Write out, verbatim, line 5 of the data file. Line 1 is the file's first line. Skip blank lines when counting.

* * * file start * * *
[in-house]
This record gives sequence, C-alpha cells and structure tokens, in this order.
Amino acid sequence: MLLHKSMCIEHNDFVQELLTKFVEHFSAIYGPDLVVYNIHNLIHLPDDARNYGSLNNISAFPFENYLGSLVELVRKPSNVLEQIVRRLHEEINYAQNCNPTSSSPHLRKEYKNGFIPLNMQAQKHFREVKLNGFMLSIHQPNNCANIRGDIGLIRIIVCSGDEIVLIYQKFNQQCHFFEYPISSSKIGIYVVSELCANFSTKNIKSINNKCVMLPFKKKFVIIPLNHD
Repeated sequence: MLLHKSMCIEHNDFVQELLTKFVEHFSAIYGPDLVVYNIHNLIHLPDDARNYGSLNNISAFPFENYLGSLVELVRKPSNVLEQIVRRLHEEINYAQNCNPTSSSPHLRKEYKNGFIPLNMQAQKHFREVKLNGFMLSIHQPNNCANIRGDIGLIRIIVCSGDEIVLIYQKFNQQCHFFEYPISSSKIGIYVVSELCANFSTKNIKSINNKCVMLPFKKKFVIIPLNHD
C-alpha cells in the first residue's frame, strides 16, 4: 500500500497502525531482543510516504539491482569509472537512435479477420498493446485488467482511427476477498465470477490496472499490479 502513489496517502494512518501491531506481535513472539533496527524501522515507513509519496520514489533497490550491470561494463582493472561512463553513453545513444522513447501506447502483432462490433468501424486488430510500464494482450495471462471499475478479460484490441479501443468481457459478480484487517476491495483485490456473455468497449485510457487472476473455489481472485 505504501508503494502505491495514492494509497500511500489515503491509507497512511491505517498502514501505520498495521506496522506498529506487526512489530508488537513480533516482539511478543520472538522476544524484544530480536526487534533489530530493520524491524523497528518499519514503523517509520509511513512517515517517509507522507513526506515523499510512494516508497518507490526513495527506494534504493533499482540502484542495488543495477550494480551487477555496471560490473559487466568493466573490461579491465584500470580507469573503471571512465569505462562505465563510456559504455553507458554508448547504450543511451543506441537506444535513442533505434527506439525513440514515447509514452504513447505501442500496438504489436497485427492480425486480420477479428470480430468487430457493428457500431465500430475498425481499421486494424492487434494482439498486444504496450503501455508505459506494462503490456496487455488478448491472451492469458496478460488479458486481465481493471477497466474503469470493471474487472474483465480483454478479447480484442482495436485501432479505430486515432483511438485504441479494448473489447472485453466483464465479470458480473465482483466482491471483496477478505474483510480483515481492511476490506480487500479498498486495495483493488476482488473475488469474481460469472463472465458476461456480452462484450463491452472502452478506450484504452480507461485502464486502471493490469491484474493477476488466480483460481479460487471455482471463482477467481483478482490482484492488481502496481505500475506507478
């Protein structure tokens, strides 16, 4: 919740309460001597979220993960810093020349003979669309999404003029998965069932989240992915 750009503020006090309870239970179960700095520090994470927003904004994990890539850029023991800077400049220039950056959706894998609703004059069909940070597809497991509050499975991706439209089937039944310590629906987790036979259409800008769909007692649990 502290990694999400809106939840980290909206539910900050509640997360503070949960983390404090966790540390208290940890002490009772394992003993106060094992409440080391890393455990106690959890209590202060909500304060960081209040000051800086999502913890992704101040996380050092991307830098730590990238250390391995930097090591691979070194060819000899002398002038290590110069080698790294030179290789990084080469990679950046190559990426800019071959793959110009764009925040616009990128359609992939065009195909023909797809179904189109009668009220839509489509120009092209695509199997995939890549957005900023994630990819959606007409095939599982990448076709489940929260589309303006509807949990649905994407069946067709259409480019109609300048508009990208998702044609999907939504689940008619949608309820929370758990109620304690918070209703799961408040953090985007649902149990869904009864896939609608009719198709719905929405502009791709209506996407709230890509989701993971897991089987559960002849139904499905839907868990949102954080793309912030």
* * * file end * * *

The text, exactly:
C-alpha cells in the first residue's frame, strides 16, 4: 500500500497502525531482543510516504539491482569509472537512435479477420498493446485488467482511427476477498465470477490496472499490479 502513489496517502494512518501491531506481535513472539533496527524501522515507513509519496520514489533497490550491470561494463582493472561512463553513453545513444522513447501506447502483432462490433468501424486488430510500464494482450495471462471499475478479460484490441479501443468481457459478480484487517476491495483485490456473455468497449485510457487472476473455489481472485 505504501508503494502505491495514492494509497500511500489515503491509507497512511491505517498502514501505520498495521506496522506498529506487526512489530508488537513480533516482539511478543520472538522476544524484544530480536526487534533489530530493520524491524523497528518499519514503523517509520509511513512517515517517509507522507513526506515523499510512494516508497518507490526513495527506494534504493533499482540502484542495488543495477550494480551487477555496471560490473559487466568493466573490461579491465584500470580507469573503471571512465569505462562505465563510456559504455553507458554508448547504450543511451543506441537506444535513442533505434527506439525513440514515447509514452504513447505501442500496438504489436497485427492480425486480420477479428470480430468487430457493428457500431465500430475498425481499421486494424492487434494482439498486444504496450503501455508505459506494462503490456496487455488478448491472451492469458496478460488479458486481465481493471477497466474503469470493471474487472474483465480483454478479447480484442482495436485501432479505430486515432483511438485504441479494448473489447472485453466483464465479470458480473465482483466482491471483496477478505474483510480483515481492511476490506480487500479498498486495495483493488476482488473475488469474481460469472463472465458476461456480452462484450463491452472502452478506450484504452480507461485502464486502471493490469491484474493477476488466480483460481479460487471455482471463482477467481483478482490482484492488481502496481505500475506507478